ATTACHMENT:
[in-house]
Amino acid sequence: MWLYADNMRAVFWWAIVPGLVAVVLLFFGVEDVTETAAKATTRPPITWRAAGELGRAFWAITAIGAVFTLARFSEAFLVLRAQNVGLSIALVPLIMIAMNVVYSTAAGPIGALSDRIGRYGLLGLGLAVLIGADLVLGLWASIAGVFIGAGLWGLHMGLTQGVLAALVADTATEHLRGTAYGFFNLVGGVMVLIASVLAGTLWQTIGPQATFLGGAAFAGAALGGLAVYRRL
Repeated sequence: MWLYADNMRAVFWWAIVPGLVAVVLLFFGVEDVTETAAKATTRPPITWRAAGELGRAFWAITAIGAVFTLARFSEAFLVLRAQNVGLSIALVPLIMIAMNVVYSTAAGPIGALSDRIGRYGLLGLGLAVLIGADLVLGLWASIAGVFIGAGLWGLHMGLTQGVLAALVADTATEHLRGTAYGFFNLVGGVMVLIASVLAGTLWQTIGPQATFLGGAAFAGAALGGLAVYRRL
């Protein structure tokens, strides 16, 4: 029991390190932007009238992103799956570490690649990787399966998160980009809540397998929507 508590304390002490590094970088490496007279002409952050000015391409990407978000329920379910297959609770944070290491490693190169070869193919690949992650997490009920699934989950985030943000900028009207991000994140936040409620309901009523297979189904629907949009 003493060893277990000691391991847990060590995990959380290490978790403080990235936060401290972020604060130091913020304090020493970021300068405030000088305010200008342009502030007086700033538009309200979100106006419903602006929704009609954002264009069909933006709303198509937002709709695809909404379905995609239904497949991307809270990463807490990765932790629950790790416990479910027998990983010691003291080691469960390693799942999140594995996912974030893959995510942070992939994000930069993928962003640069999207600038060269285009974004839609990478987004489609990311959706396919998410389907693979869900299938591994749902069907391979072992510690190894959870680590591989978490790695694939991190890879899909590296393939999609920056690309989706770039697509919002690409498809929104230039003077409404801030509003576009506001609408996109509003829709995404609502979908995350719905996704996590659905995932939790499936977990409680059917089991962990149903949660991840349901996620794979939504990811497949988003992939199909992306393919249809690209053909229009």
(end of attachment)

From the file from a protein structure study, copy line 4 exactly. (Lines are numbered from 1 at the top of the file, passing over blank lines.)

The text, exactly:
């Protein structure tokens, strides 16, 4: 029991390190932007009238992103799956570490690649990787399966998160980009809540397998929507 508590304390002490590094970088490496007279002409952050000015391409990407978000329920379910297959609770944070290491490693190169070869193919690949992650997490009920699934989950985030943000900028009207991000994140936040409620309901009523297979189904629907949009 003493060893277990000691391991847990060590995990959380290490978790403080990235936060401290972020604060130091913020304090020493970021300068405030000088305010200008342009502030007086700033538009309200979100106006419903602006929704009609954002264009069909933006709303198509937002709709695809909404379905995609239904497949991307809270990463807490990765932790629950790790416990479910027998990983010691003291080691469960390693799942999140594995996912974030893959995510942070992939994000930069993928962003640069999207600038060269285009974004839609990478987004489609990311959706396919998410389907693979869900299938591994749902069907391979072992510690190894959870680590591989978490790695694939991190890879899909590296393939999609920056690309989706770039697509919002690409498809929104230039003077409404801030509003576009506001609408996109509003829709995404609502979908995350719905996704996590659905995932939790499936977990409680059917089991962990149903949660991840349901996620794979939504990811497949988003992939199909992306393919249809690209053909229009």